Cyber bullying: What’s the Law?
Bullying is an epidemic that plagues schools around the country. It is by no means a new phenomenon, but with the advancements of technology, bullying has taken a new form: cyber bullying. Studies show that over half of adolescents and teens have been bullied online. Since everyone is accessible 24/7 by electronic means of communication and since the internet creates a reassuring sense of anonymity, cyber bullying is made easy.
A bully can have constant access to the bullied student. The bully, by using various social medial platforms, telephone, email, etc, can constantly communicate with the bullied student. This makes it very difficult for the bullied student to get away. Even though the bullying may begin at home, it follows the bullied student wherever he or she may go, including in school. Moreover, if the cyber bullying occurs on a platform that many students in the school have access to, such as a social media website, like Facebook, then the cyber bullying can cause a substantial disruption in the school.
The issue of cyber bullying came to the forefront of discussion in the past several years as situations became known of students committing suicide as a result of, among other reasons, cyber bullying. One such example is Megan Meier, a thirteen year old girl from Missouri, who committed suicide in 2006 because of posts on MySpace which said that she “was a bad person whom everyone hated and the world would be better off without.” Unfortunately, Megan Meier is only one example of many.
Again, in a fictional portray, the issue of bullying and teen suicide became the topic of discussion when Netflix streamed the TV show 13 Reasons Why.
So what do we do? States have enacted legislation which prohibits cyber bullying and allows school officials to discipline students who are engaged in cyber bullying. Illinois, for example, enacted a law in which students can be punished for both on-campus and off-campus cyber bullying if the cyber bullying causes a substantial disruption in the educational process.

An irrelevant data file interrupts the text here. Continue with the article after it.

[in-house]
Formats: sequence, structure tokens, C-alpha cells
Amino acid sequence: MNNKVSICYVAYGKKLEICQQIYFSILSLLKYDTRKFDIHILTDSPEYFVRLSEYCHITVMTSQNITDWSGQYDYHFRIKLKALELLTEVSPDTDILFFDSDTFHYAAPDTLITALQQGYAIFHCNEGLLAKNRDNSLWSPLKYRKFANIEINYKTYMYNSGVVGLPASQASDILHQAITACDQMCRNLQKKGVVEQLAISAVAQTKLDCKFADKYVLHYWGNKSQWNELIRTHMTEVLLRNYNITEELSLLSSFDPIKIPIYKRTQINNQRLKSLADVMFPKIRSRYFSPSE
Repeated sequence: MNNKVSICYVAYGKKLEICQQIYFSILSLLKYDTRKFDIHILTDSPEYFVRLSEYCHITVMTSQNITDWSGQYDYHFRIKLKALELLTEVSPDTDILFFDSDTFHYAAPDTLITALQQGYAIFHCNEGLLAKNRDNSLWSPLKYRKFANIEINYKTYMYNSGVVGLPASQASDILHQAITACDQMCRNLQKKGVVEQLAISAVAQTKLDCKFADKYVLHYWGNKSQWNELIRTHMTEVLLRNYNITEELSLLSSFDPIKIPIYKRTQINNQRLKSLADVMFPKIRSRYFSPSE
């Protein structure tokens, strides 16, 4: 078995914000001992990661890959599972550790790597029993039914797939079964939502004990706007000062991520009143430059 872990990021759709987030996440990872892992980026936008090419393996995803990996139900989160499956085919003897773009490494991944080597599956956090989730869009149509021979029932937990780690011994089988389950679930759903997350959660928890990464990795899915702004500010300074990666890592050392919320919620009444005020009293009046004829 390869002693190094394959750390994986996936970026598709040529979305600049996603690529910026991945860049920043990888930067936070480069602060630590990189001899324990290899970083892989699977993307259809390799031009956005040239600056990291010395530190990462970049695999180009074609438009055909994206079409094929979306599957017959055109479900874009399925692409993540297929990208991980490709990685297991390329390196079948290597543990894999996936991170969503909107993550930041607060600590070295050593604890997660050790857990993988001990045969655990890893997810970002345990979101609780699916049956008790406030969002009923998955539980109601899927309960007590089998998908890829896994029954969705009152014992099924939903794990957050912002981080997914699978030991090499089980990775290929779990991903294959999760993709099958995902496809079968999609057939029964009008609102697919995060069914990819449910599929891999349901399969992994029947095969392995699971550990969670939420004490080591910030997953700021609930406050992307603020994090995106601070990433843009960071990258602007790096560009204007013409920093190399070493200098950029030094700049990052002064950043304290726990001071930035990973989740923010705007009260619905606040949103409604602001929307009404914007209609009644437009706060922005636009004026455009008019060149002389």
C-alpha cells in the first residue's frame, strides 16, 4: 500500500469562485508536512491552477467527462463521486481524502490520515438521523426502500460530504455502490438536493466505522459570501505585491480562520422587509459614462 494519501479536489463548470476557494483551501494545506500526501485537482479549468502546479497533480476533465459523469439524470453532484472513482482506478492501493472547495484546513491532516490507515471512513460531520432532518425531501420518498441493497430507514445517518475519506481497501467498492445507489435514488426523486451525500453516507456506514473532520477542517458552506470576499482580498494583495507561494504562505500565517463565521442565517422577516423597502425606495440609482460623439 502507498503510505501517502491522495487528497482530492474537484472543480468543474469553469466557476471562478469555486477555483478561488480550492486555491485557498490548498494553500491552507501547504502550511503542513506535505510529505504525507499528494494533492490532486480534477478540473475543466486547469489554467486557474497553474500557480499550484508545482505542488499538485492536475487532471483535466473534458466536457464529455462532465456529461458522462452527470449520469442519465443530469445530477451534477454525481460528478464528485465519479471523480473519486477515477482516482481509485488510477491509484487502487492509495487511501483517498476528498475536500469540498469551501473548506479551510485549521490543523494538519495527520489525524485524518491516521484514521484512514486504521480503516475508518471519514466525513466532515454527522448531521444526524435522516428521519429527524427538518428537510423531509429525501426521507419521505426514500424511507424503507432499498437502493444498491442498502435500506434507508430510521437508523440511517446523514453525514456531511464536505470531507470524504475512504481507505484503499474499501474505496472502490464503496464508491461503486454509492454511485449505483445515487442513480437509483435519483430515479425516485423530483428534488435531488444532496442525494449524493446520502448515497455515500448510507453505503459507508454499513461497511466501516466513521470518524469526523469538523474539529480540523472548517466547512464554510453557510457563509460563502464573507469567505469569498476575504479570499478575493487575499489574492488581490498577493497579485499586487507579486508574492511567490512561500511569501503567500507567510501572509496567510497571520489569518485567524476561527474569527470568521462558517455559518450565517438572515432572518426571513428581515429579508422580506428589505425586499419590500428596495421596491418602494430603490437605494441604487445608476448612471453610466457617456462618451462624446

This is the law:
105 ILCS 5/27-23.7. “No student shall be subject to bullying: (1) during any school-sponsored education program or activity; (2) while in school, on school property, on school buses or other school vehicles, at designated school bus stops waiting for the school bus, or at school-sponsored or school-sanctioned events or activities; (3)through the transmission of information from a school computer, a school computer network, or other similar electronic school equipment; or (4) through the transmission of information from a computer that is accessed at a non-school related location, activity, function, or program or from the use of technology or an electronic devise that is not owned, lease, or used by a school district or school if the bulling caused a substantial disruption to the education process or orderly operation of a school. This item (4) applies only in cases in which a school administrator or teacher receives a report that bullying through this means has occurred and does not require a district or school to staff or monitor any non-school-related activity, function or program.”
United State Congresswoman Linda Sanchez tried to enact federal legislation that would make cyberbullying punishable by up to 2 years in prison. Her bill was known as the Megan Meier Cyberbullying Prevention Act. This bill however, never left its committee.